Furthering the comparison, neither Kosovo nor South Ossetia are necessarily prepared for independence, though Kosovo can expect help from its kin in neighboring Albania and the international community, while South Ossetia can expect some, though likely limited, aid from neighboring Russia. In economic terms, it is unclear how either could support their populations, however small. Industry is for all intents and purposes absent in both locales, while the majority of income is rumored to be made on the black market, largely through arms and drug smuggling.
What has been lacking throughout is an honest debate on these issues, which can easily be compared, despite vague statements to the contrary.
"South Ossetians, too, have the right to self-determination". Daily Telegraph. 11 Aug. 2008 Regular readers will know that this blog has been a consistent champion of liberal nationalism. Where there is a nation, as Mazzini put it, let there be a state. As I have tried to support the national principle consistently in Kosovo, Belgium, Bosnia and (obviously) the EU, so I apply it now. That's the thing about ideological compasses: they guide you faithfully even across virgin terrain.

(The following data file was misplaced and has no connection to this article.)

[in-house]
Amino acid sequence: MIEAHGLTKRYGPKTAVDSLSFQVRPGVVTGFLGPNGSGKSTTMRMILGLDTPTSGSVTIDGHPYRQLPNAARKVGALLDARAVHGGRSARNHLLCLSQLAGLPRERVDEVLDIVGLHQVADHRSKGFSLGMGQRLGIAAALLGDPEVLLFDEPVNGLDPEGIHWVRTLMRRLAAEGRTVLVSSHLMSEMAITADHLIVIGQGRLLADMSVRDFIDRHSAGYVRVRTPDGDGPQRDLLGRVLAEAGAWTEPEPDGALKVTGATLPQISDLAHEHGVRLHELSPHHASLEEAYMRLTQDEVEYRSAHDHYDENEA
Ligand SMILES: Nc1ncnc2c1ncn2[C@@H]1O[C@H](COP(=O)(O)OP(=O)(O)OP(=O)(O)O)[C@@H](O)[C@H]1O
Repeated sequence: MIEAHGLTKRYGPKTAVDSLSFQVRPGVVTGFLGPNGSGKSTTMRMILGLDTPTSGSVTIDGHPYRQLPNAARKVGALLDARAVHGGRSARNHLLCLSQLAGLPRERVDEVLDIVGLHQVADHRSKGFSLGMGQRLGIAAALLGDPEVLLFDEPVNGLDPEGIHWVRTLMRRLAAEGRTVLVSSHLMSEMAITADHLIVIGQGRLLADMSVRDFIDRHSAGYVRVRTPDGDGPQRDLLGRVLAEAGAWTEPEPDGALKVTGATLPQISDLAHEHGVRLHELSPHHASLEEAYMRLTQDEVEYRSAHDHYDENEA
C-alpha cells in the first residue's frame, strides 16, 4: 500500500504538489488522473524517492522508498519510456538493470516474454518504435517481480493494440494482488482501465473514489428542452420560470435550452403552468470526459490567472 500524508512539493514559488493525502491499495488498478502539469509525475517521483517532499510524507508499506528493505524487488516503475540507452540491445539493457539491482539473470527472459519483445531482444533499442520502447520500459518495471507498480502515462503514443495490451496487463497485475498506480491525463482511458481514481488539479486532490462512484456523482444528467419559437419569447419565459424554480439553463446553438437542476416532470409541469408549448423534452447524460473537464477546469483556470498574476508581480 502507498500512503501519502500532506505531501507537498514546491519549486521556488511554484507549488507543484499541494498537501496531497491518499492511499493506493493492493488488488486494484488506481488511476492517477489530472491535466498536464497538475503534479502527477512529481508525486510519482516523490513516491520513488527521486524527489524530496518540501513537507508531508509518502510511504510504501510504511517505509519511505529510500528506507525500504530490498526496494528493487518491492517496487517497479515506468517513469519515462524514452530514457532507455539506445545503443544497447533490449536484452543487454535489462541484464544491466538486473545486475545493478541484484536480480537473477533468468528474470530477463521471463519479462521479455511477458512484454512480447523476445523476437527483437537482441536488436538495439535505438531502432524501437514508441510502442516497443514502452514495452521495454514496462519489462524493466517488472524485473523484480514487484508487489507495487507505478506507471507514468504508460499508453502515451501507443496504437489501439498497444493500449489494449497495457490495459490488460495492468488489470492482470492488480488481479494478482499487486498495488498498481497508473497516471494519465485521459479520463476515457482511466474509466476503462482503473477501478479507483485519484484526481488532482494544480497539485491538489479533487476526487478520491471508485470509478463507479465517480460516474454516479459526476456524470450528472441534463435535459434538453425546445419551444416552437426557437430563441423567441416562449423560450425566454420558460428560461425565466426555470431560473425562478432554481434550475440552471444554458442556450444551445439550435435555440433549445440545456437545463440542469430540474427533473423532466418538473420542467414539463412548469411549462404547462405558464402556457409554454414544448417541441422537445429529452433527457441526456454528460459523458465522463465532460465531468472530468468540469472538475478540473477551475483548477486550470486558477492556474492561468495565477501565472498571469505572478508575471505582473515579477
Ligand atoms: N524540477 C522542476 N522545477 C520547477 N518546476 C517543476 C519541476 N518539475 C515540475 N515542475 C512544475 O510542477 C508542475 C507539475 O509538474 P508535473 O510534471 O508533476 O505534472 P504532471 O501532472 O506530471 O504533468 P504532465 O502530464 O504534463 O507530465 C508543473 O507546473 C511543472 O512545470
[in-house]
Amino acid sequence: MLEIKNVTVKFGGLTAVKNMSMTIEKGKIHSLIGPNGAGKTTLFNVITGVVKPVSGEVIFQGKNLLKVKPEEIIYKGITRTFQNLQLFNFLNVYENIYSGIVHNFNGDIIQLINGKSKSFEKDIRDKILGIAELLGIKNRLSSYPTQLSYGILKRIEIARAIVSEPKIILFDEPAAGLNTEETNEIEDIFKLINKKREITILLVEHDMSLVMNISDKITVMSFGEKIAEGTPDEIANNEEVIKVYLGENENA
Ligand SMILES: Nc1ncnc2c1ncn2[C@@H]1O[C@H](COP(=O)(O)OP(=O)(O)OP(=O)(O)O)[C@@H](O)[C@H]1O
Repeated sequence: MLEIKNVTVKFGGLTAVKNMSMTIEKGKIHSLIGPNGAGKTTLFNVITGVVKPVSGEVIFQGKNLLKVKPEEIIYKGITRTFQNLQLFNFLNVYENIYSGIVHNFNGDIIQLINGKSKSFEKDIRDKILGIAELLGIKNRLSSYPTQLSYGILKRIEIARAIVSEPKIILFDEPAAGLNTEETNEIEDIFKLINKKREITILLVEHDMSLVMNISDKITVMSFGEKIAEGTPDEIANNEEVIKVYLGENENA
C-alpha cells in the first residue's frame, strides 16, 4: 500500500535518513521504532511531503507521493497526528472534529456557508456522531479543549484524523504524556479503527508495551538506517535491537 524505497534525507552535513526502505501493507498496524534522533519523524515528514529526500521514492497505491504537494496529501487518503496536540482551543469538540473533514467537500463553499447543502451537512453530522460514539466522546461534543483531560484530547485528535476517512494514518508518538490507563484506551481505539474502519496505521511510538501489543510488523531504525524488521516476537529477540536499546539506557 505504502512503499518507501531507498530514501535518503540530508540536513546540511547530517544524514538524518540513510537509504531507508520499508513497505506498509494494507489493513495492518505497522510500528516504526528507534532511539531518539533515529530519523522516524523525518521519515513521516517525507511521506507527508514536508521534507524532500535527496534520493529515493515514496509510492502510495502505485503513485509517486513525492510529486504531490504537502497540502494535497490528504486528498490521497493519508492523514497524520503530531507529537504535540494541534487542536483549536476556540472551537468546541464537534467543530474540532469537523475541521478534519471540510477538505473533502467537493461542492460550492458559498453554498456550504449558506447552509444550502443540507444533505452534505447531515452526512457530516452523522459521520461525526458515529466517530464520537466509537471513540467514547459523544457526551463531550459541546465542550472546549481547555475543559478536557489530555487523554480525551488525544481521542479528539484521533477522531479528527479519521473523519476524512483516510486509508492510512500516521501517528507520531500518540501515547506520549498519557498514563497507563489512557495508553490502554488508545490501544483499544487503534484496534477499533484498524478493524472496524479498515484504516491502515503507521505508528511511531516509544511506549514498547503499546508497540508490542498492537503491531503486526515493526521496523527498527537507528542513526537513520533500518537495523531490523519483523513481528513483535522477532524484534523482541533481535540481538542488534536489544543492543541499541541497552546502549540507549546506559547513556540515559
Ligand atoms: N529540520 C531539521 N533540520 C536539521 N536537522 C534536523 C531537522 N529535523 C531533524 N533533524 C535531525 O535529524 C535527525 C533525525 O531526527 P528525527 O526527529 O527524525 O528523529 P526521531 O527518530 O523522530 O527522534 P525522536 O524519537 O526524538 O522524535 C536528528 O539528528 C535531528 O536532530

Kosovo is rather an interesting parallel. It lay within the internationally recognised borders of Serbia, just as South Ossetia lies within Georgia. It had, however, enjoyed a measure of autonomy as part of Yugoslavia, and felt that, with the break-up of the federation, it should be free to determine its own future. A large majority of Kosovars voted for independence in a referendum, which Belgrade ignored.
South Ossetia was an Autonomous Oblast within the USSR (and Abkhazia an Autonomous Soviet Socialist Republic). Both entities deployed an argument exactly congruent to that of the Kosovan separatists, viz that the break-up of the Soviet Union, entitled them to determine their status. The South Ossetians, again like the Kosovars, held an independence referendum in the early 1990s. Both ballots were boycotted by unionists, resulting in overwhelming secessionist majorities.